• the affected technology's or software's pervasiveness in the CI community
  • the technology's or software's importance to the CI community
  • the type and severity of a potential threat, e.g., remote code execution (RCE)
  • the threat's ability to be triggered remotely
  • the threat's ability to affect critical core functions
  • the availability of mitigations

For issues that warrant alerts to the Trusted CI mailing list, we also provide guidance on how operators and developers can reduce risks and mitigate threats. We coordinate with ACCESS, Open Science Grid (OSG), and the NSF supercomputing centers on drafting and distributing alerts to minimize duplication of effort and maximize benefit from community expertise. Sources we monitor for possible threats to CI include the following:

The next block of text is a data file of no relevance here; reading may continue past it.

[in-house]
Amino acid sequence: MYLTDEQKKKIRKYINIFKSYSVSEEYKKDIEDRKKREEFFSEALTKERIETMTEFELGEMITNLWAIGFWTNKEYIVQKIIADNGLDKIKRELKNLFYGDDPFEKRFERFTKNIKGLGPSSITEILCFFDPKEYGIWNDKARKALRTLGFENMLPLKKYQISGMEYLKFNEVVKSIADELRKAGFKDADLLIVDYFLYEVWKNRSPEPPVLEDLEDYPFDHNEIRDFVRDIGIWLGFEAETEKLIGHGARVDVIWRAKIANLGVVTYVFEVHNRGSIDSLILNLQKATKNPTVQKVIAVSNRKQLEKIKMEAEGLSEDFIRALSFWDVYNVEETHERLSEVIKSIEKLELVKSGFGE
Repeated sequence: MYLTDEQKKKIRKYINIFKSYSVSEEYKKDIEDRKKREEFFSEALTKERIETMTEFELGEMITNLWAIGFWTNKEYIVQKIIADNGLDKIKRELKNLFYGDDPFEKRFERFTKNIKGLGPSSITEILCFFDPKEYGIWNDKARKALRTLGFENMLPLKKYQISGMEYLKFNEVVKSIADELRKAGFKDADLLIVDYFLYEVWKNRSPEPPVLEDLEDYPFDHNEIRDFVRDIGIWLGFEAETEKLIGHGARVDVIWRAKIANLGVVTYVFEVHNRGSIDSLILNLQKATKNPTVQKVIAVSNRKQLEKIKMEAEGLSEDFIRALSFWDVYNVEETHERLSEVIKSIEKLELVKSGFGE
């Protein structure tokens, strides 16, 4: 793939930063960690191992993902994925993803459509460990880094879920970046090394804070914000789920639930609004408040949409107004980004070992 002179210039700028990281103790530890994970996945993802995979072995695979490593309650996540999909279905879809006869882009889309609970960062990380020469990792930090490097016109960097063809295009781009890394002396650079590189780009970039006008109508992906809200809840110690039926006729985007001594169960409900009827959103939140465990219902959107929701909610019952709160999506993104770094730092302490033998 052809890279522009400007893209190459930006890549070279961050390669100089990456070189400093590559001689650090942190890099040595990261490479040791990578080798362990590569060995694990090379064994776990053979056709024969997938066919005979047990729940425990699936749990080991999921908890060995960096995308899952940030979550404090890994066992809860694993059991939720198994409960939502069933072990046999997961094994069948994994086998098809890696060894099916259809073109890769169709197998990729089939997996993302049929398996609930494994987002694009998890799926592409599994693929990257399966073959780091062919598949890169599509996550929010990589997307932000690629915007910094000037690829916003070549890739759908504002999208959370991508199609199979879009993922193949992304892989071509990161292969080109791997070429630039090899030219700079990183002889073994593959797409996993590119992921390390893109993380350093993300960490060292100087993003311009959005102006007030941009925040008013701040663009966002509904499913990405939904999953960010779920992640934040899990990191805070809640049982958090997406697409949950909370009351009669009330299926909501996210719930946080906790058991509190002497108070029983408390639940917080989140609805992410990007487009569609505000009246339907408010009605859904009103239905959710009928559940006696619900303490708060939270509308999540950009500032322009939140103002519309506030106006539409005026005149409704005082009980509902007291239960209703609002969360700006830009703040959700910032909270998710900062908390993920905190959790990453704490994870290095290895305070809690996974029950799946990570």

In 2023 the Cyberinfrastructure Vulnerabilities team discussed 43 vulnerabilities and issued 26 alerts to 187 subscribers.

You can subscribe to Trusted CI's Cyberinfrastructure Vulnerability Alerts mailing list by sending email to This mailing list is public and its archives are available at

If you have information on a cyberinfrastructure vulnerability, let us know by sending email to

Friday, December 15, 2023

Trusted CI Webinar Series: Planning for 2024, review of 2023

The 2023 season of the Trusted CI Webinar series has concluded and we are looking forward to the presentations scheduled in the next year. 

We are currently booking the 2024 season.  See our call for presentations to submit a request to present.

In case you missed them, here are the webinars from 2023: